My bedroom doesn’t have a door. It’s supposed to be a living room, actually.
My roommate has the bedroom (and a door). After lugging all our worldly possessions up two flights of stairs on the last day of December, I told her to pick her room first. It’s fair because she has a longer commute to work. I also have no shame and a fluid sense of “personal space.”
Over the past year and a half, New York City has continuously challenged my concept of space. I grew up in Louisiana, a place where swaths of swamps and sugarcane fields separate each city.
Now I have to dart through an obstacle course of sharp elbows and sweaty backs that this city calls 9th Avenue. A grey old man wearing the scent of overripe bananas squeezes into a seat next to me on the train. Strangers join my intimate dates in packed restaurants. I’ve hidden my eyes behind my phone screen as couples’ drunken bickering turns into disquieting screams.
Sometimes it’s hard to breathe alongside 28,053 people per square mile.
So my space is relative and flexible. Given enough time, you adjust to overhearing your neighbors’ nightly opera practices. You shrug off stares as you wander through Central Park, and look the other way as teenagers make out on the bench next to you. You appreciate the freedom of crying as nameless bodies move past you on the street.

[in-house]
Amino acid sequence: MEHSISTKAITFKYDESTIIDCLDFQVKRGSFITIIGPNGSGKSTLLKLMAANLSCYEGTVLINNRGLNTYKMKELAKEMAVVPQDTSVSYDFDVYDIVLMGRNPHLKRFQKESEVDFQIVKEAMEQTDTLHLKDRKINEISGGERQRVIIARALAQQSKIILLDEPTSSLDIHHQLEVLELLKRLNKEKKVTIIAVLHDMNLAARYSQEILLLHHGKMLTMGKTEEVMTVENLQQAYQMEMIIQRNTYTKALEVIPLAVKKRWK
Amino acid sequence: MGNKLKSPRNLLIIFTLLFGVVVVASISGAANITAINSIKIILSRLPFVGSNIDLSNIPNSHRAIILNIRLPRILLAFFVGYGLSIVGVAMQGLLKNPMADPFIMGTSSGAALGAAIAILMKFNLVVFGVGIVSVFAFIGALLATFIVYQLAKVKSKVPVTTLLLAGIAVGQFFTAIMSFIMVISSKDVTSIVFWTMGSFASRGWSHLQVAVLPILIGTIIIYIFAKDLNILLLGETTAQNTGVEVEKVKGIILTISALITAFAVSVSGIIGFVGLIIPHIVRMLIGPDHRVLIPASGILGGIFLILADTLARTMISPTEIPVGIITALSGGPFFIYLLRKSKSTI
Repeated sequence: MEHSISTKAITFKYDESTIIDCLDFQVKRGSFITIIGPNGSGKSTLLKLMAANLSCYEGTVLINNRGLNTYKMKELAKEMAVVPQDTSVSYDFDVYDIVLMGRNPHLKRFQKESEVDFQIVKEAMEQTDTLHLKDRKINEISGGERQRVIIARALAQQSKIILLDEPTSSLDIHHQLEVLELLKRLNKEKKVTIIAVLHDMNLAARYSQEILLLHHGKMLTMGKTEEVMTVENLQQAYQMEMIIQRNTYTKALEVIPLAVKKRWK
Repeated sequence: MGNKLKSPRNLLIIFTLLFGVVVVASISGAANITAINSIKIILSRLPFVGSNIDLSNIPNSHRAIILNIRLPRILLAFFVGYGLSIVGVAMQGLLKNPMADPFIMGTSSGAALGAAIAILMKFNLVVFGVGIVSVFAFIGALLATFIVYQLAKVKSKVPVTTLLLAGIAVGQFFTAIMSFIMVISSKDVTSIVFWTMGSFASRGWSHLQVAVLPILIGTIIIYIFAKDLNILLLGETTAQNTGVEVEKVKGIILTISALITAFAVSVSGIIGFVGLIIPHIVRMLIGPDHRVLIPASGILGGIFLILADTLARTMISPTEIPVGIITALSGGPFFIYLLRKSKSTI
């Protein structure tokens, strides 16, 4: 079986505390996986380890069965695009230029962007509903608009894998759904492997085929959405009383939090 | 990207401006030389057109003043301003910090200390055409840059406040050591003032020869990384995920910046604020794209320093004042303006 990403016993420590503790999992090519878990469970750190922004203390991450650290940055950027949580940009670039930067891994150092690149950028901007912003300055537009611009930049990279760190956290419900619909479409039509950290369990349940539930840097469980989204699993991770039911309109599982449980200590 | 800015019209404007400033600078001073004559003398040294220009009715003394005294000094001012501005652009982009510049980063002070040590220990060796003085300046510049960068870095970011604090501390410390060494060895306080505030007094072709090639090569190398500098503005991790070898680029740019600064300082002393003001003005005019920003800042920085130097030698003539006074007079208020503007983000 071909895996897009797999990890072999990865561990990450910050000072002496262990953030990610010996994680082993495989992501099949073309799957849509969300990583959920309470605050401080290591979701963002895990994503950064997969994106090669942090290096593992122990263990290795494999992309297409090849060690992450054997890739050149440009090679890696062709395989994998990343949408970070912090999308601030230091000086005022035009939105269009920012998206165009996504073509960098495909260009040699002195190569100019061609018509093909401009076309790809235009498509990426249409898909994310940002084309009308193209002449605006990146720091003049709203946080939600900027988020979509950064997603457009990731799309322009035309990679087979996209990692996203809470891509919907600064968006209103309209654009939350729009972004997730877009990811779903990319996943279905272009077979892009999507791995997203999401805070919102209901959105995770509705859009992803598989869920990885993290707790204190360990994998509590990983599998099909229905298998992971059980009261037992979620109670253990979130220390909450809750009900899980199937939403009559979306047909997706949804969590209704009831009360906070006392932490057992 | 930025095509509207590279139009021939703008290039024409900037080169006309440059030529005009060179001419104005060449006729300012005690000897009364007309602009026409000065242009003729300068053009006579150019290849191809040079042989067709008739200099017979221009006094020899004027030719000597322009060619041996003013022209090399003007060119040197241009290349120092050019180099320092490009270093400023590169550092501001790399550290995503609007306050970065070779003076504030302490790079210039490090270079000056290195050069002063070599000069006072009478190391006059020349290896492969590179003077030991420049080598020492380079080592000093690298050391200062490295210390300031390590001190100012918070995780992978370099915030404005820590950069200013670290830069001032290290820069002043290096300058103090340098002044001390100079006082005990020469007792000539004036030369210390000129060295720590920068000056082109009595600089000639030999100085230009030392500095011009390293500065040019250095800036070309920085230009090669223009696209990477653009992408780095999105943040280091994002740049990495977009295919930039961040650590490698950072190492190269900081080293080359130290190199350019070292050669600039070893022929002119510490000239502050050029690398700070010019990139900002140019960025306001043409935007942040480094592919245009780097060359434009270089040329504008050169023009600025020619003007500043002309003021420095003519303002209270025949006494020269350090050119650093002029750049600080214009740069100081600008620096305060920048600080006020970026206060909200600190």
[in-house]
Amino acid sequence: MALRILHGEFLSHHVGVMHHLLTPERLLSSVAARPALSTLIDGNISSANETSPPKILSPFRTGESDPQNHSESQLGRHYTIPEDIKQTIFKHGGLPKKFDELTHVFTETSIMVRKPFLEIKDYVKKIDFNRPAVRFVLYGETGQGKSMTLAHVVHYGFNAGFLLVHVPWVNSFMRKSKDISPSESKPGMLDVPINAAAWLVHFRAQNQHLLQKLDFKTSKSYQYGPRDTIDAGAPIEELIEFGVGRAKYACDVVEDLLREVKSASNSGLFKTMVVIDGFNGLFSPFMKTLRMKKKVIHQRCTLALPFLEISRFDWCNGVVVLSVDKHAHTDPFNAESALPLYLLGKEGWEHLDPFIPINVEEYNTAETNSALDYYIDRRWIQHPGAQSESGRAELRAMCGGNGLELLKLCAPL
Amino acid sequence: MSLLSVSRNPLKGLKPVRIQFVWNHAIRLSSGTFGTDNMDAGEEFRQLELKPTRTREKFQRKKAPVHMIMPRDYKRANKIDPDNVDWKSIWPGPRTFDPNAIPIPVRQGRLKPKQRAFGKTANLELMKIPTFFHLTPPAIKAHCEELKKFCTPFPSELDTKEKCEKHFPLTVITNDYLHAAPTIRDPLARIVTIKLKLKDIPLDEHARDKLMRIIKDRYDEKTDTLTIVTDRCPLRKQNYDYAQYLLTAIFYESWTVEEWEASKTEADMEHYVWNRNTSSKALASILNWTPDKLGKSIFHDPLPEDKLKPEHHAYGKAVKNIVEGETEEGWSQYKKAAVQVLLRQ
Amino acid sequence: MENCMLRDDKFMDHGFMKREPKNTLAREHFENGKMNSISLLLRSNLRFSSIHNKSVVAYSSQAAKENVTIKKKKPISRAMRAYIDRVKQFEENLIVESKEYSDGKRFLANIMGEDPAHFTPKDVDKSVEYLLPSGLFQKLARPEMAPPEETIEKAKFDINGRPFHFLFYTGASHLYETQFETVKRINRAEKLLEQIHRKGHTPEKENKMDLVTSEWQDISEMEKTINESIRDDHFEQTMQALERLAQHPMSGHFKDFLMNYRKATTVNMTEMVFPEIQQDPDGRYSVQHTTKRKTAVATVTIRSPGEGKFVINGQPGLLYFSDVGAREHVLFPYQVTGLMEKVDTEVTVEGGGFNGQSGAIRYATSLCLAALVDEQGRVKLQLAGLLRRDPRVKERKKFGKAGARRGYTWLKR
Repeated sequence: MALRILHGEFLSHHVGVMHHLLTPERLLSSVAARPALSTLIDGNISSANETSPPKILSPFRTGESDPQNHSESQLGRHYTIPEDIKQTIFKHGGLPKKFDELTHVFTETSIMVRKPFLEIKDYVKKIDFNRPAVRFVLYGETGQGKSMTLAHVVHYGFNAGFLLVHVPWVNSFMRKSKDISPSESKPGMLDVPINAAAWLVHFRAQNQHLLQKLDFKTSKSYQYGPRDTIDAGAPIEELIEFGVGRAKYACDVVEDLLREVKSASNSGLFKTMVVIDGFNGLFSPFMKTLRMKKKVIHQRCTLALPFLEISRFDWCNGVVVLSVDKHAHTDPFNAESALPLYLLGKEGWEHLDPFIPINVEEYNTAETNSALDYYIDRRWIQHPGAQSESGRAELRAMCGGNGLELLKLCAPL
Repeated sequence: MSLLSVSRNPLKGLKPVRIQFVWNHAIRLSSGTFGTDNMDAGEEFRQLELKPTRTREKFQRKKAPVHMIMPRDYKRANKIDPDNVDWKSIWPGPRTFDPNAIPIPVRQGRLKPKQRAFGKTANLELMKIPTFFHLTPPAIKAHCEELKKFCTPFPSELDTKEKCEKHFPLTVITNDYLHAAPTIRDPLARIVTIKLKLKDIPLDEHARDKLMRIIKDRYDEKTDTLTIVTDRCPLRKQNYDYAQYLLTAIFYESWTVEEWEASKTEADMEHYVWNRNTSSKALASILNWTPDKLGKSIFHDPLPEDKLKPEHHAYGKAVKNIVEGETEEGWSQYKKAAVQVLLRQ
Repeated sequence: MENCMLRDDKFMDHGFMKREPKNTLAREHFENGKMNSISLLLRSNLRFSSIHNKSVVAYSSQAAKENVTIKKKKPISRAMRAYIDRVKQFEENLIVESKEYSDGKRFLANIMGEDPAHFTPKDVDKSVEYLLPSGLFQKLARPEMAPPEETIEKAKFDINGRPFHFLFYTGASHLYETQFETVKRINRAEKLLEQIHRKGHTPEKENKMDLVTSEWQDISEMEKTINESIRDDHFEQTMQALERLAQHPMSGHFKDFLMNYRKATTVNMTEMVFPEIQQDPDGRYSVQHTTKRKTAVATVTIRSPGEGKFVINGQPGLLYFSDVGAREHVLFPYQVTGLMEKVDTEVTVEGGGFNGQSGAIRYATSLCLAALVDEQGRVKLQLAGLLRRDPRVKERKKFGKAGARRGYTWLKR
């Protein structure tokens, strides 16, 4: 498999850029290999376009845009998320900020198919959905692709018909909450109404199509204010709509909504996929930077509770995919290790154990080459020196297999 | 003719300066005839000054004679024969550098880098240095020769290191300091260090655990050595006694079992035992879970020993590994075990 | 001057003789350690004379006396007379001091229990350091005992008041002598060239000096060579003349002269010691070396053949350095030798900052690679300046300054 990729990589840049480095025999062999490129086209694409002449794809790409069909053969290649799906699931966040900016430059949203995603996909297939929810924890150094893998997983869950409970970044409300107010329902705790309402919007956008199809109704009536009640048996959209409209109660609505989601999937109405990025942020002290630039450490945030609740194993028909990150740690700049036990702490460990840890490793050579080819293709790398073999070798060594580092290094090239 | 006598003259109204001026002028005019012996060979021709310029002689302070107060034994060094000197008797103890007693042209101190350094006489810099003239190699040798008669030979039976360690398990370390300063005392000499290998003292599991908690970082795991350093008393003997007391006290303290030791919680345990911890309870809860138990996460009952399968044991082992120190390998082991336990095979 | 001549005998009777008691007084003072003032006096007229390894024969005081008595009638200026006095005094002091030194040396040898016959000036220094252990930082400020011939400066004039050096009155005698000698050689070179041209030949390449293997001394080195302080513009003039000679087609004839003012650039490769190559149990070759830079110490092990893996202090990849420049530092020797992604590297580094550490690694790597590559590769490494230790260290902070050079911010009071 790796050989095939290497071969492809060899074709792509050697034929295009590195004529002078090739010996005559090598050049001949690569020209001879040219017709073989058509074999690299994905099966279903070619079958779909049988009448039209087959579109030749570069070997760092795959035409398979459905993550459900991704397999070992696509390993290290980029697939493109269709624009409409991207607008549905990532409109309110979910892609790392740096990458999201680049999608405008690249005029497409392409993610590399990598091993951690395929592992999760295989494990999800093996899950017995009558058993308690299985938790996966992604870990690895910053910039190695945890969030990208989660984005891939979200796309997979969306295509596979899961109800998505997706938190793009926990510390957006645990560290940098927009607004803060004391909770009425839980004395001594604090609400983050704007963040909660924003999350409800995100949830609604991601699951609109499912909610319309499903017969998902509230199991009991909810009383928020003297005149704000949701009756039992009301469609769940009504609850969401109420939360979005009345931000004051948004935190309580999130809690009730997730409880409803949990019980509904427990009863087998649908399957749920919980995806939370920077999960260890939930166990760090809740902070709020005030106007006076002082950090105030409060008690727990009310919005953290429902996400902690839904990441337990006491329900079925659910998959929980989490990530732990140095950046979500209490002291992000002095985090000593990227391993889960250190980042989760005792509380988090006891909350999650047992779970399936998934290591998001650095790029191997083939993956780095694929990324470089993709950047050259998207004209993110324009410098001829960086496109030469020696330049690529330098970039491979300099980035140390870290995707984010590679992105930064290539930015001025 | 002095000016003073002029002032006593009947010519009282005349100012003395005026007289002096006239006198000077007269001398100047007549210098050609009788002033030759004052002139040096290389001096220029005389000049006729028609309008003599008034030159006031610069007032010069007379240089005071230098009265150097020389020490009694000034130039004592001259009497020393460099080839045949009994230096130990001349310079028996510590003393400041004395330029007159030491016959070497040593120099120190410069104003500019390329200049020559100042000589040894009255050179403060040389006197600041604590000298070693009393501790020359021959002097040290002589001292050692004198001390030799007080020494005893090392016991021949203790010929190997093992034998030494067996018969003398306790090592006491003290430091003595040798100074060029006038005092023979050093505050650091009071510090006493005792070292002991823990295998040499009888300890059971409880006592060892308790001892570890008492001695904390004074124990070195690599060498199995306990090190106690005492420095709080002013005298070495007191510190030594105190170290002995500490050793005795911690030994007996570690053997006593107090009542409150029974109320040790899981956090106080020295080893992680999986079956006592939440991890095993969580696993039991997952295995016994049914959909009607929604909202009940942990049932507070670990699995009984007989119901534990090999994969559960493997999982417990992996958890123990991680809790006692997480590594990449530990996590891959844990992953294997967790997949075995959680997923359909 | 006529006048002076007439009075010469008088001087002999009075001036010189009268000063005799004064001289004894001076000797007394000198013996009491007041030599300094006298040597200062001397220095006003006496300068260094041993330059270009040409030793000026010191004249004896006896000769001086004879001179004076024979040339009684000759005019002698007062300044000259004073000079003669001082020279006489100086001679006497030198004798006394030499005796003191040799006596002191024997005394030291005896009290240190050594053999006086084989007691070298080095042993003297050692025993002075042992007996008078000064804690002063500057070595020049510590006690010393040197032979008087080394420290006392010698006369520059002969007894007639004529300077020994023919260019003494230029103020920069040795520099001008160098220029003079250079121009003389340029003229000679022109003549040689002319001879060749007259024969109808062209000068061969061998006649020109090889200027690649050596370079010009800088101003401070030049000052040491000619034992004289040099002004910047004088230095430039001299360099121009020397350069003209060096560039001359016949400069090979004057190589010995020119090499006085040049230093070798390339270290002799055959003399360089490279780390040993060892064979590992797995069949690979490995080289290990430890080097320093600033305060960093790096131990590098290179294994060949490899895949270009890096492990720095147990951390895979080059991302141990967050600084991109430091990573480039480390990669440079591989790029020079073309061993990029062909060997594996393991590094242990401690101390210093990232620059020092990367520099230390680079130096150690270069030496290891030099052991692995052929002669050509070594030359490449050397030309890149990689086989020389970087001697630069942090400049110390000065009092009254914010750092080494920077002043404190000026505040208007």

Maybe it’s maturation. Maybe it’s exhaustion. Here, nothing is yours. Everything is yours.
When I retreat to my apartment, the chaos quiets down. Thick white walls dampen wailing sirens. My droning air conditioner erases the memories of steamy streets. Dark green ivy engulfs the abandoned building outside my window, and I pretend I’m in nature.
There’s so much I love about my room. The high ceilings that reflect soft afternoon light; the blonde parquet floor; the stone fireplace etched with vague floral designs. Photos of friends and family hang with postcards of home on my wall. Magazines and overdue library books line the shelves of my shitty IKEA constructions. My mirror doubles images of vanilla candles and drooping sunflowers. The comfy queen-sized bed tucked in the back corner provides a perfect, unobstructed view of my front door.
Life here requires openness. It challenges you to adapt, to embrace discomfort and own your actions. I can’t hide behind doors. There are none.
Editor’s note: This story is part of our September 2016 series ‘Hundreds of Words about Location: Where are you, and how does it affect how you see the world?’
Katie Macdonald is a New York-based writer who loves cheesy puns and cheesy cheese. For a little of both, follow her @kmac337.